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Emotions run high as three Rarieda gas explosion victims buried

By Isaiah Gwengi | May 21st 2018

Hundreds of mourners on Saturday attended the burial of three members of one family burnt after a gas cylinder exploded in their Rarieda village home in Siaya County.

The three- Caroline Gwara (40), her 18-year-old daughter and son, John Migael, (three) were part of Calvin Omondi's five-member family that had gathered home at night two weeks ago when a gas cylinder exploded, setting the house on fire. 

Migael died at the scene, while Caroline, her husband and their two daughters were pulled out alive and taken to hospital. Caroline and one of the girls later died, leaving Mr Omondi and the other daughter fighting for their lives in hospital.

On Saturday, Omondi and his daughter did not witness the burial of his wife and two children because they were still admitted to hospital

Omondi’s mother Jenipher Adongo, who says earlier that fateful day she spent a lot of the time with her grandchildren, sat in front of the three coffins, lost in grief. “The boy was nicknamed Gift because he was born 13 years after the third born, a girl. He was beguiling,” she said of her grandson Migael. She eulogised Caroline, her daughter-in-law, as a kind woman.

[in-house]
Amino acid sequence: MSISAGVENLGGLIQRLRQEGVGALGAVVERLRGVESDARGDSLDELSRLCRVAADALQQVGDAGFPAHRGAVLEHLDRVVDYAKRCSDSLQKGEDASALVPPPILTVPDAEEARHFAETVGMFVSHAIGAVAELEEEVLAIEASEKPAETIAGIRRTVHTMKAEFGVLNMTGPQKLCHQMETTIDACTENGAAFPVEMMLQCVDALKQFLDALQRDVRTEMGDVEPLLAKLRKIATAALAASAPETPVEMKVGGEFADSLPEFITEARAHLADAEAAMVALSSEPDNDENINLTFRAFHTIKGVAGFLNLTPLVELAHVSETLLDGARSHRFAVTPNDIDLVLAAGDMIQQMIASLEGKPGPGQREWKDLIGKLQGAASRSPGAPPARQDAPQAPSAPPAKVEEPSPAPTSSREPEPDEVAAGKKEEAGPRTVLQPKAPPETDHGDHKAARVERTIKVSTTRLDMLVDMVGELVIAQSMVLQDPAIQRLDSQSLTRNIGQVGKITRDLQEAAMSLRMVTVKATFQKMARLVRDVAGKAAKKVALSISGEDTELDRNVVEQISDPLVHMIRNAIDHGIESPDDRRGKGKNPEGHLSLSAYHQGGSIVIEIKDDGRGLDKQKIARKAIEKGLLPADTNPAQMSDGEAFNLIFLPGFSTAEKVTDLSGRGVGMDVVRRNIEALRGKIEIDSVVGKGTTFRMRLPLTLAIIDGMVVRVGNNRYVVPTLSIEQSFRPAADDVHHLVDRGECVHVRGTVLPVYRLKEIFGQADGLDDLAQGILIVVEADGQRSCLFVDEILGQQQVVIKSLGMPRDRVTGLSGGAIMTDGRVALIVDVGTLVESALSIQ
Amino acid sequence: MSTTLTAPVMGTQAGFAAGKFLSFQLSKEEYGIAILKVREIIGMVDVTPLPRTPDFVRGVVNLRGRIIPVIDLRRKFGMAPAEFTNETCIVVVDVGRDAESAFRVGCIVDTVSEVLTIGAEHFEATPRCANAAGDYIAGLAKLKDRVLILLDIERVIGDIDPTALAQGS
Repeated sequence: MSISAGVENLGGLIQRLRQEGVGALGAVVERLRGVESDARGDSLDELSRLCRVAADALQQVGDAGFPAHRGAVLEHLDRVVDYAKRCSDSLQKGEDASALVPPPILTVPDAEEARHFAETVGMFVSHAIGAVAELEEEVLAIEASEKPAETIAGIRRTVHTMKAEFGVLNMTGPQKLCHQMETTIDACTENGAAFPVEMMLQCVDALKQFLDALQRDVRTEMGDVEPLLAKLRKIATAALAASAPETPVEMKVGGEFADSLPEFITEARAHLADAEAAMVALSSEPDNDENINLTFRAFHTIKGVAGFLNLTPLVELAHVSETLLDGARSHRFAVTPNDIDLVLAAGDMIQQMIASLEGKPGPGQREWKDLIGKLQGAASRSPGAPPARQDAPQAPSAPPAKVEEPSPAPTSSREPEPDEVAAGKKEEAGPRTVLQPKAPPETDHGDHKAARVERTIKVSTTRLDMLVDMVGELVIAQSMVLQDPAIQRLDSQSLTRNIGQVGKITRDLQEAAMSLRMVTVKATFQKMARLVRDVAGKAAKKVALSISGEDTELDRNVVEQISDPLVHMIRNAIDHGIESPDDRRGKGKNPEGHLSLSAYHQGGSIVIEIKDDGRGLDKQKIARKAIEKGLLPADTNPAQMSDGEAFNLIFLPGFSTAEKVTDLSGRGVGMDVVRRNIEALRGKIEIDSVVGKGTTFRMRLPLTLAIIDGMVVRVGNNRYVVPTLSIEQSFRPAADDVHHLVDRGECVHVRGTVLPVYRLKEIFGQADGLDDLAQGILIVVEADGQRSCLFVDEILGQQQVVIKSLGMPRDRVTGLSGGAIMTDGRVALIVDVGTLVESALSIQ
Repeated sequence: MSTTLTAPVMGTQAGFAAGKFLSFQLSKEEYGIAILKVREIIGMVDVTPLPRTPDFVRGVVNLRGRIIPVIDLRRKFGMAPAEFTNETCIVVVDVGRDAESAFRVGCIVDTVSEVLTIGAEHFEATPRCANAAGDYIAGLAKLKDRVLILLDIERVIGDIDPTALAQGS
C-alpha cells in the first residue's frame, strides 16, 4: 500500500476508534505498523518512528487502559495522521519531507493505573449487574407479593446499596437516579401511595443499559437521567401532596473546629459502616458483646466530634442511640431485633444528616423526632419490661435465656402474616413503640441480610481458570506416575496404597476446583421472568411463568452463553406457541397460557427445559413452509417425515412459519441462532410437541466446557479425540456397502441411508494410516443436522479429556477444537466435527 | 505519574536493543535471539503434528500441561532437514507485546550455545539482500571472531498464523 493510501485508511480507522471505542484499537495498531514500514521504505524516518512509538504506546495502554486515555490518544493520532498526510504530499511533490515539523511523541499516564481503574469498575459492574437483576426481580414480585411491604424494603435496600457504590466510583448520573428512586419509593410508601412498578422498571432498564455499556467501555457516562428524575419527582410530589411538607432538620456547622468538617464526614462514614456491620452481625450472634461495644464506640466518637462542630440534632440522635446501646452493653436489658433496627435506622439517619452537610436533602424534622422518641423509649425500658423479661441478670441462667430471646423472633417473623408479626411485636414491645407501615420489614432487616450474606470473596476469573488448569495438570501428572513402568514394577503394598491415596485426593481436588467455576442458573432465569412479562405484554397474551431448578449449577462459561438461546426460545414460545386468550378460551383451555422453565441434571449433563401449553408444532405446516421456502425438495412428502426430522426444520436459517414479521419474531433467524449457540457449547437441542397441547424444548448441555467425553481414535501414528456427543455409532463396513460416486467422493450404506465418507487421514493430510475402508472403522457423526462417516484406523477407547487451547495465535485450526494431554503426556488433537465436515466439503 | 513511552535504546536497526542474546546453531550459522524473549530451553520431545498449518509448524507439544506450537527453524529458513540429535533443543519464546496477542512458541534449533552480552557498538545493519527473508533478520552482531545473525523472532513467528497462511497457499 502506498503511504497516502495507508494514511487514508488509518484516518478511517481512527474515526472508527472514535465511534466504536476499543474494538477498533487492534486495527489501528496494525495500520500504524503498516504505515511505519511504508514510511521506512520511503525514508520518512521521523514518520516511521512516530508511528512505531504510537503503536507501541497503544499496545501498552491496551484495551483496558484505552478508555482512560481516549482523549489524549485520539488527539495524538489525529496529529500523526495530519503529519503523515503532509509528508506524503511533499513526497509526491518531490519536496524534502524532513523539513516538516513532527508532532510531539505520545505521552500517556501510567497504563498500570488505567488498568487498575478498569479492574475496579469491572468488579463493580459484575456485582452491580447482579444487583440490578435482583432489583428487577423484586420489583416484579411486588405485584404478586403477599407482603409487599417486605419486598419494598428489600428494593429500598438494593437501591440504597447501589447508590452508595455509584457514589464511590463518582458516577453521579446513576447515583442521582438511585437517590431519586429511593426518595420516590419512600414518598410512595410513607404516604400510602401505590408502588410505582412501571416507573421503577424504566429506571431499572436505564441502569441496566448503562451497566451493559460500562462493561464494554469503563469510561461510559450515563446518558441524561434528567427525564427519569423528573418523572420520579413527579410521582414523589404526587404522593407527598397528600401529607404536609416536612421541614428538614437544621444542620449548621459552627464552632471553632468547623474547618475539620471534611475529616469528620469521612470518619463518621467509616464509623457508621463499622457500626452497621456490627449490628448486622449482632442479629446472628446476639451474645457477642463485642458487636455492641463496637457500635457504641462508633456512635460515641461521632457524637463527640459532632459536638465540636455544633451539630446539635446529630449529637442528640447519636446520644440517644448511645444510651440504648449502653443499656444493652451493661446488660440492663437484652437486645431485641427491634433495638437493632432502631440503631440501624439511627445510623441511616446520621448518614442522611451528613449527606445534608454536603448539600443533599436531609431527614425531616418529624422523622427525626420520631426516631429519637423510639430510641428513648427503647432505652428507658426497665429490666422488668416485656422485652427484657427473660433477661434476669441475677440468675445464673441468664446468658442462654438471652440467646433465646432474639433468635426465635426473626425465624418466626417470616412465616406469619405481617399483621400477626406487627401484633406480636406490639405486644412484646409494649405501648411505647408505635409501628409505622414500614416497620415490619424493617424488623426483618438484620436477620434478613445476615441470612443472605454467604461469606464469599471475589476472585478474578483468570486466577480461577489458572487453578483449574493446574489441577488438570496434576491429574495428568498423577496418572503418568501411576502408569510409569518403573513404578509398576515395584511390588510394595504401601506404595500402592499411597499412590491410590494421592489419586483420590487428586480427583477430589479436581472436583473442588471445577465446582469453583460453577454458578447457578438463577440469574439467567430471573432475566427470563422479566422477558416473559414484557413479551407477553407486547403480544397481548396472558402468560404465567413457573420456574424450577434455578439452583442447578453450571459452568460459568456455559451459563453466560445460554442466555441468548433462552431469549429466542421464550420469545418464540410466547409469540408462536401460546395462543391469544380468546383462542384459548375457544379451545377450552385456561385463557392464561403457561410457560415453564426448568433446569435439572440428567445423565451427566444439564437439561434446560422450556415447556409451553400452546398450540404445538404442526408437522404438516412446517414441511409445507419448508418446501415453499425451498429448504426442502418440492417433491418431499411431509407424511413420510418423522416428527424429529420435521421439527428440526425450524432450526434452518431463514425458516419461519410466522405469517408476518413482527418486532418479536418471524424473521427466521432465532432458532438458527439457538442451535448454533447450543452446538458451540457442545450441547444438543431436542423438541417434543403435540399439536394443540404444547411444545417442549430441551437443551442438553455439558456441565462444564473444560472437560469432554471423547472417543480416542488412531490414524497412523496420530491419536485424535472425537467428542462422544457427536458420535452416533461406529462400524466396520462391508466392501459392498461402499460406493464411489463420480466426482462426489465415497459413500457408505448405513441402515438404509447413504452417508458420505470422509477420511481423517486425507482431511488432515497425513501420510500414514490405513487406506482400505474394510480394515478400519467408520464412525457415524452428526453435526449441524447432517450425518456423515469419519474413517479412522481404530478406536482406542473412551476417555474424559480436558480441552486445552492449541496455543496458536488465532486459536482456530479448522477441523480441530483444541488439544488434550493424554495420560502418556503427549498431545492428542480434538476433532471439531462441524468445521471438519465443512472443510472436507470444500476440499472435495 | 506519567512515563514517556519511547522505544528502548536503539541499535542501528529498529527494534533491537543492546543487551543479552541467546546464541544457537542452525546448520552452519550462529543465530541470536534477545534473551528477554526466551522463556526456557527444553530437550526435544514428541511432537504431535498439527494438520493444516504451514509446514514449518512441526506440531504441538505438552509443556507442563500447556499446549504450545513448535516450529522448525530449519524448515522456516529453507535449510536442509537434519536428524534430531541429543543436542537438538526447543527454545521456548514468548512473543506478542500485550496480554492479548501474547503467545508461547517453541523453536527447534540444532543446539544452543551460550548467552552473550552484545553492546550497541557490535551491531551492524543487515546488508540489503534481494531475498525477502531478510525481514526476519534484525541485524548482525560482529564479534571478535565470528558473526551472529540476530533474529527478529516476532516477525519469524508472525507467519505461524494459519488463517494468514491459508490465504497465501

Wilson Opiyo, a relative, said the village had never seen "something like this". Police had earlier attributed the incident to leakage from the gas cylinder.

Mr Odero Ojwang’, a Chemistry teacher at Usenge High School, said gas cylinders stored under high temperatures can explode. “When there is some leakage, the gas combines with all air molecules and causes fire,” said Mr Ojwang’, adding that when a jiko is used near a gas cylinder, chances of the latter exploding are high.

He said: “Most of the cooking gas involved in explosion always lacks Ethyl Mercaptan, a chemical that gives a smell that enables detection of leakage by users.”

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